Sustainability-in-Tech : Disappearing Packaging Made From Seaweed & Plants

London-based Notpla Ltd makes sustainable, biodegradable, and home compostable packaging from seaweed and plants.

Naturally ‘Disappears’ 

Notpla Ltd, a start-up founded in 2014, manufactures different sustainable packaging solutions made from Notpla, a material made from seaweed and plants that disappears naturally.

The Problem 

The company was started by Pierre Yves-Paslier and Rodrigo Garcia Gonzalez after they developed an interest in finding innovative alternatives to single-use plastic whilst being students on a ‘Master of Innovation Design Engineering’ programme run jointly by the Royal College of Art and Imperial College.

With only 9 per cent of all plastic waste ever produced being recycled (UN Environment Programme), 12 per cent being incinerated (releasing CO2 and toxins), and the remaining 79 per cent ending up in landfills or the environment (e.g. our water as microplastics), and with an EU Single-Use Plastic Directive aiming to ban synthetic materials like PLA & PHA, Notpla’s founders realised that a sustainable, biodegradable packaging alternative must be found and set about working on one.

Ooho First 

The first product, ‘Ooho,’ was developed following home kitchen experiments in 2013. This edible, flexible, and 100 per cent biodegradable and home compostable packaging for liquids went viral online and convinced the pair to start the company a year later.

The company was able to grow quickly and expand its product development following a crowd funded seed round where £850k was invested by 900 investors (worldwide).

Seaweed Based 

With seaweed being one of the planet’s most abundant sources of biomass (growing at a rate up to 1 metre per day), and with its production not competing with food crops, not requiring fertiliser or fresh water to produce, and being something that locks away CO2, it seemed like the natural choice for Notpla’s next product.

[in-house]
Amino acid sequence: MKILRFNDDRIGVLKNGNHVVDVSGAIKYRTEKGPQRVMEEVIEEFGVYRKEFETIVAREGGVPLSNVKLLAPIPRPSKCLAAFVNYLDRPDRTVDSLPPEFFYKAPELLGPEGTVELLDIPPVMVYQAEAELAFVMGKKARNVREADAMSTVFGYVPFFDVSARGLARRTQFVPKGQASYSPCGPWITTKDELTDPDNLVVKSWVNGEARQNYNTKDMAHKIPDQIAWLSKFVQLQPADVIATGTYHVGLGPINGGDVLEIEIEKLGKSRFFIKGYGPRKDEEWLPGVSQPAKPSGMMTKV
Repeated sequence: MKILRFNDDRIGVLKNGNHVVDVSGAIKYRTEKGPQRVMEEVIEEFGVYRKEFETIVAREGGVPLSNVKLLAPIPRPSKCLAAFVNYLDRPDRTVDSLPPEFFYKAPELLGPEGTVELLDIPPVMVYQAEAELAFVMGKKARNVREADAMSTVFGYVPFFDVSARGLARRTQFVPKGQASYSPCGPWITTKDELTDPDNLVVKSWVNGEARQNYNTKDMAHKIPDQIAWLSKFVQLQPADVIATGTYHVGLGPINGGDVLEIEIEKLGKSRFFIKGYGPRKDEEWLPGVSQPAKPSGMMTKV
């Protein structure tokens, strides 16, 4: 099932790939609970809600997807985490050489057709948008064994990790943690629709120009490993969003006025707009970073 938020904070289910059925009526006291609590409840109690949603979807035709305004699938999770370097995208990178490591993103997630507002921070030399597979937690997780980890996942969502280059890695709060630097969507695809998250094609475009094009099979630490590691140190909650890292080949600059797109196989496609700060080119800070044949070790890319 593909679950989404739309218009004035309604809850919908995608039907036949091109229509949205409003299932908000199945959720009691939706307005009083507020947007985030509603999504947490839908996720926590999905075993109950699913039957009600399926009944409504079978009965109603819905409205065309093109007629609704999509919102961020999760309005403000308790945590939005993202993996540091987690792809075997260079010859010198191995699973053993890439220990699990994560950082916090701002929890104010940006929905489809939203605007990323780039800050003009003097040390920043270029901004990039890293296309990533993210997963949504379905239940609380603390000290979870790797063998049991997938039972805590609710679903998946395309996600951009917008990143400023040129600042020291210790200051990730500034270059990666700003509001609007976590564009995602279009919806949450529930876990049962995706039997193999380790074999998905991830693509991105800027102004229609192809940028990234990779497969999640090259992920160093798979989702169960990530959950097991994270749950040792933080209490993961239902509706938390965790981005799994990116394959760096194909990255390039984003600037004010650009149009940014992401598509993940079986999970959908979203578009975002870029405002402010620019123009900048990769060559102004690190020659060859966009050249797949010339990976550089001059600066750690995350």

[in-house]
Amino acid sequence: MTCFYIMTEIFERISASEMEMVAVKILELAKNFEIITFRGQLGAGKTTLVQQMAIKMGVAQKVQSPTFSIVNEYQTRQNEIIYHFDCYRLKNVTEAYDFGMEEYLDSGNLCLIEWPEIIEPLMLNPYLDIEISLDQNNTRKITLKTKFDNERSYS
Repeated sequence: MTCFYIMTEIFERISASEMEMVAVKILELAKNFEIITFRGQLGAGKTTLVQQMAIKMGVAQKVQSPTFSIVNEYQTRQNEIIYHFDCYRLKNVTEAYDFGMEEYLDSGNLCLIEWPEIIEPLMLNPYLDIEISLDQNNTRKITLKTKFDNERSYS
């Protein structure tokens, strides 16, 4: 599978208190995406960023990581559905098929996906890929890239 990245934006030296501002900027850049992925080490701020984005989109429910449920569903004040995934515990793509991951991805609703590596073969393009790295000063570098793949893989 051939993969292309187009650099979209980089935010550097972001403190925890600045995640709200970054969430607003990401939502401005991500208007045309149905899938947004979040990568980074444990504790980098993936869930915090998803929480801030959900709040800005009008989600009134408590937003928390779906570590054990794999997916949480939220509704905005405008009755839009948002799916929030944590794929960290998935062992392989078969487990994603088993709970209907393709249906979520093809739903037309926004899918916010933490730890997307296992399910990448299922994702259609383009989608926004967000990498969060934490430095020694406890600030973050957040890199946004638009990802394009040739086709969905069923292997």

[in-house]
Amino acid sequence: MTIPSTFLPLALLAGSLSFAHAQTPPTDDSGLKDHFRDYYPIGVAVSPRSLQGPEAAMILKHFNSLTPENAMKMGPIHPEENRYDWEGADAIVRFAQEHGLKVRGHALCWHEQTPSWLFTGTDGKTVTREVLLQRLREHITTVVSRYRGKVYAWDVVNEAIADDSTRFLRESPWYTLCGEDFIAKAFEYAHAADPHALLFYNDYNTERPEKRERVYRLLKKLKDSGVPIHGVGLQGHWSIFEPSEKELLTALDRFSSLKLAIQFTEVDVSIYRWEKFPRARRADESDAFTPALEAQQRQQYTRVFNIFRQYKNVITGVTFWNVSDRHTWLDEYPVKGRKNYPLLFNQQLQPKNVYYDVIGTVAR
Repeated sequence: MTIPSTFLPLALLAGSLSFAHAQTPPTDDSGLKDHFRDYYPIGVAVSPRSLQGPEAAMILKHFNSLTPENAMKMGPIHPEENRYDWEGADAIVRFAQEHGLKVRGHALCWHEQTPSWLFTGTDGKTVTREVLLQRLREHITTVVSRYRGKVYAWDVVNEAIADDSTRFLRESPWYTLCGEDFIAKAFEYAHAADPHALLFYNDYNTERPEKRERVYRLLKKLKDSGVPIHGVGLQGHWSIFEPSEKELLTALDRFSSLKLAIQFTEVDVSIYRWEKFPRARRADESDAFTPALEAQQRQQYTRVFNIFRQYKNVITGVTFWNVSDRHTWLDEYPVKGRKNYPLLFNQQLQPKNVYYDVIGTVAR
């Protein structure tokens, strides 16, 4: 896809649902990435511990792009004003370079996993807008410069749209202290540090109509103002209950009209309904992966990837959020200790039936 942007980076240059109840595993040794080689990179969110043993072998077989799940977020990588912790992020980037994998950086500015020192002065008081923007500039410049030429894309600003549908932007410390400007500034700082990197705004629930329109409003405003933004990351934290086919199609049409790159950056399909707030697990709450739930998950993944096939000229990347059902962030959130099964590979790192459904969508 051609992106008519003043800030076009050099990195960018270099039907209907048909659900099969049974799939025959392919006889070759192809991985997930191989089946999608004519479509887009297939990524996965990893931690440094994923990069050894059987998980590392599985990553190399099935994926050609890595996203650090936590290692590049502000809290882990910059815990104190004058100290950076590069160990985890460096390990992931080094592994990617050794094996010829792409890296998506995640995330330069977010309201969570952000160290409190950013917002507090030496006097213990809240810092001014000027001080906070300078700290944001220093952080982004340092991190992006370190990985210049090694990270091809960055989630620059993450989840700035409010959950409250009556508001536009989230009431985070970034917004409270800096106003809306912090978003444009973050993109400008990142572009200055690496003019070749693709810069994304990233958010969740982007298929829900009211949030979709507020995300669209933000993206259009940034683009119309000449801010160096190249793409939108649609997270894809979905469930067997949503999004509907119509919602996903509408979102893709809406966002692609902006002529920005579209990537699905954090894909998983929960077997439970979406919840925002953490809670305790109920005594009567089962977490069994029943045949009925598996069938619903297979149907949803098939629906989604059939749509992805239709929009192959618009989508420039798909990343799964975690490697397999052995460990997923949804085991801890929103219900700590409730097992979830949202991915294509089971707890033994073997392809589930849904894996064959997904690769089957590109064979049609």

Seaweed based Notpla coating offers many of the same grease and water-resistant qualities of traditional coatings used in takeaway food packaging, but its benefits include that it is:

– Designed to disappear naturally.

– 100 per cent recyclable.

– Biodegradable.

– Certified for home and industrial composting (it breaks down in just 4-6 weeks), or it can be disposed of with general waste as it will disappear naturally and leave nothing harmful in the environment.

– Sustainable, i.e. it’s made from seaweed (one of the planet’s most abundant biomass sources) from mostly European suppliers and plants.

Awards and Certifications 

The value of Notpla’s products in terms of sustainability and innovation has been recognised with a number of awards and certifications including Prince William’s Earthshot Prize (for sustainability), Innovation of the Year, UK Packaging Award 2022, and Innovation Award, the Responsible Packaging Expo Awards 2022.

The company also now works with some major brands, e.g. Heinz, Just Eat, Bidfood, and Bunzl.

What Does This Mean For Your Organisation? 

Today’s disposable lifestyle where 50 per cent of plastic is thrown away, polluting the environment, and adding to the 12 million tonnes of plastic that’s not biodegradable and finds its way into the ocean every year (creating an estimated 51 trillion microscopic plastic particles) is a major problem.

It’s not just plastic bottles but also the plastic coatings on food packing that contribute to the problem.

Notpla’s products, therefore, provide companies with an option that ticks many boxes in tackling the problem. The fact that it’s made mostly from seaweed, a sustainable plant that itself locks away CO2, and is naturally biodegradable and compostable, but works as well as plastic packaging makes it a much more attractive and beneficial alternative. It’s heartening to see that deals are already in place with many major brands and with more consumers aware of and concerned about the environment advertising the fact that packaging is so environmentally friendly could be valued by consumers, thereby helping companies that adopt it. If costs can be kept low enough, and the scope and variety of packaging that can be made this way expanded, it could start to make a dent in turning the tide on plastic waste.